That’s cool, but is it fun? In a word…YEAH! First, the tech of Kinect just works in this game. The hand controls for selecting menus are quite intuitive and very tight. There is something very cool about controlling the menu like Tom Cruise in Minority Report. No waiting for the select circle to light up; just wave and go. Second, the game teaches you how to dance and in no time flat you’ll start to feel like you too can kick Bristol Palin’s ass in a danceoff. Simply follow what the character is doing onscreen and you’ll catch on in no time. here is even a freestyle segment in every routine where you can just bust a move and do whatever. Kinect will capture pictures of this craziness and play it back for you immediately afterward. I dare you not to smile, especially at your non-dancing friend who’s trying to look cool. Next, there are leaderboards so you can compete against your friends. (I finished a routine and felt pretty good about it, until I saw that Lefty Brown had scored higher than I did. Sorry Lefty, but it’s ON!) Finally the music is very upbeat and recognizable. Whether you grew up on disco or are into the new Latin craze, there is something for you here in this game.
Now, there are some drawbacks to Dance Central. First off, only one person can dance and be tracked at a time. Of course, you can have everyone in the living room copy the moves, but only one person can score. I was more than a bit shocked at this as even Kinect Adventures allows for multiple players at once. The game makes up for this with a two person Dance Battle mode where players take turns on the same song. Dance Battle is wicked fun, but I would rather of had my competitor dancing with me. Second, there is no real story mode. Now in fairness, the first Guitar Hero never really had much of a story either. But in the iterations to come, players have become used to the idea of creating their own avatar and progessing through the songs to some end. Let’s hope that in future renditions we can have these features added to this franchise as it’s very much missed in this game.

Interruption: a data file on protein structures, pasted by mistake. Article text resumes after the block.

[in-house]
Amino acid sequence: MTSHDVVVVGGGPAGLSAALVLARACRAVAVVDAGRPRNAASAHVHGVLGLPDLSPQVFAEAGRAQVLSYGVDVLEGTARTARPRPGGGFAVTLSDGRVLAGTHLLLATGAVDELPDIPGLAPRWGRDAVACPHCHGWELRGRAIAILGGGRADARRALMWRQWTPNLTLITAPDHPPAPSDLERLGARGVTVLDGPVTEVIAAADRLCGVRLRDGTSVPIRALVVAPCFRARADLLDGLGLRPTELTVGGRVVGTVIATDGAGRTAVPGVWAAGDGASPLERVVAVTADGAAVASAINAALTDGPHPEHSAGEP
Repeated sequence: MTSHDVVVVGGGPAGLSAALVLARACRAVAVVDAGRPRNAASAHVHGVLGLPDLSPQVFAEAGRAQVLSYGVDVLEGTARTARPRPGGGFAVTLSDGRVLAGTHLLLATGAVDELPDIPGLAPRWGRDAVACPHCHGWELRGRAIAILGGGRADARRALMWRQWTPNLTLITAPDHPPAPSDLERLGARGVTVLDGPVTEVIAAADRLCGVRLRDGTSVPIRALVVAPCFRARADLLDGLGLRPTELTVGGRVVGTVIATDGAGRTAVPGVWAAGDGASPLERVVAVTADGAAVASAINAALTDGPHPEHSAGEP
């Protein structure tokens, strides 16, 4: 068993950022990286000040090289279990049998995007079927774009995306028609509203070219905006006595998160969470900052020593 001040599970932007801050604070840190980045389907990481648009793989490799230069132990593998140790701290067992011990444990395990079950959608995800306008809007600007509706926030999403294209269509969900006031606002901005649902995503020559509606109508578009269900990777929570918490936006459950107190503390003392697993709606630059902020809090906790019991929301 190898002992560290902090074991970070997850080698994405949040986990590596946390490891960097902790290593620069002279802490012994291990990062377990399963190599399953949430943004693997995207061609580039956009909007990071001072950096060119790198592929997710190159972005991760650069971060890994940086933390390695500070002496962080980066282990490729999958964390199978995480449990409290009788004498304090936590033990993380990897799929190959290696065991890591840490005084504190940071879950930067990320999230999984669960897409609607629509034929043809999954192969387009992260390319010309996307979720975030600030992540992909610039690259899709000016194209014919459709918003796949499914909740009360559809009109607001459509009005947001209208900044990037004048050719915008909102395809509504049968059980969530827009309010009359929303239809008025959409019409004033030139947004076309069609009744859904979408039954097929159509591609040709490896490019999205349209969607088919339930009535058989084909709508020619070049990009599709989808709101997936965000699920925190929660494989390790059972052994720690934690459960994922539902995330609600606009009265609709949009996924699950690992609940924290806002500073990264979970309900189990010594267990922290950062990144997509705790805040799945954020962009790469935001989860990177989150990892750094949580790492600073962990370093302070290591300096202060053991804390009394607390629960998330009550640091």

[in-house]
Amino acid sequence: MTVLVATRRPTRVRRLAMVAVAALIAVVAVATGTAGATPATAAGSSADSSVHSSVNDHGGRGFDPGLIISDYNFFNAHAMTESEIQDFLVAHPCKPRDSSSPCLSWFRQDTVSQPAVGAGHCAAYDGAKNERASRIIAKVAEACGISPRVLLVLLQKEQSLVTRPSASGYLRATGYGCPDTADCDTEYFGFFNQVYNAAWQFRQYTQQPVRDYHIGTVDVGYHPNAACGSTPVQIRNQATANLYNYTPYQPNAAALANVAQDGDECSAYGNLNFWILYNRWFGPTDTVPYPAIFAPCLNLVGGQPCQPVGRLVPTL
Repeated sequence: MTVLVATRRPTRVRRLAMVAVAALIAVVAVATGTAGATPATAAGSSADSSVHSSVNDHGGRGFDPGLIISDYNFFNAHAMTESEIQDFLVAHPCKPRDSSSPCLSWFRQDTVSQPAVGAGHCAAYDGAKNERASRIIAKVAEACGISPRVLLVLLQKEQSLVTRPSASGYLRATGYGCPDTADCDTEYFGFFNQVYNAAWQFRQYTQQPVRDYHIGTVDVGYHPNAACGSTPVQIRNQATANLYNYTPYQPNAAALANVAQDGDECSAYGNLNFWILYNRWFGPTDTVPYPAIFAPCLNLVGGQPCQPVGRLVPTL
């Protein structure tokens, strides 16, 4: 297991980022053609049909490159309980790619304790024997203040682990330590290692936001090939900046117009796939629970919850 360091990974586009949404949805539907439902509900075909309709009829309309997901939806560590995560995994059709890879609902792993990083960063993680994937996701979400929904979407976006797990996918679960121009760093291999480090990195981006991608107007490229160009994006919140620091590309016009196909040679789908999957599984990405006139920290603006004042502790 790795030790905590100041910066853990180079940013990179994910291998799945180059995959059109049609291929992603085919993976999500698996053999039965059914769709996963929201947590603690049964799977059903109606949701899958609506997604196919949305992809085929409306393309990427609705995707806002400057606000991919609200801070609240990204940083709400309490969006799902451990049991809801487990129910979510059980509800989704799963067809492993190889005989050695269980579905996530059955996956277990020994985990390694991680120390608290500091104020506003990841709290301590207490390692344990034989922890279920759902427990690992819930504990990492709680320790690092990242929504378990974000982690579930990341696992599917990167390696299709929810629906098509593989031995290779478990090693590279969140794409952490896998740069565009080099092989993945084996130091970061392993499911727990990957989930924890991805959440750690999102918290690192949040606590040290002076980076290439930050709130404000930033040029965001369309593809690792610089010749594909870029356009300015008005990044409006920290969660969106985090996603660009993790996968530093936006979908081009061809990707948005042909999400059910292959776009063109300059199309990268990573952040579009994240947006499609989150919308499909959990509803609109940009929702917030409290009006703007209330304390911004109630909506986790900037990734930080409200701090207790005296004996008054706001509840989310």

Finally, and this more of a warning than a game drawback, you will sweat playing this game. And I don’t mean sweat just a little bit, but more like buckets of sweat. Anybody doing dance aerobics for exercise should already know this, but dancing is becoming a more legitimate way to lose weight. I’ve dropped well over 30 pounds myself after taking up Zumba, so I had some idea that this would not be a passive activity. But I was presently suprised at how everyone in my family had to start taking off their coats and sweaters five minutes into the game. So be comfortable when playing Dance Central as it will give you a decent workout. There is even a workout feature in the game that will track how many calories you burn playing the game. (Expect about 600 per hour of gameplay).
Now I’ll admit, I’ve loved music and dancing ever since I was kid hanging out at the local roller rink. But you don’t have to love dancing to appreciate this game. In fact, I think that it’s actually more fun if you don’t consider yourself to be a good dancer at all and you allow Dance Central to do what it does best…magically whisk you away into an environment you didn’t expect and allow yourself to become a dancing superstar. It’s a must-have game for any Kinect owner!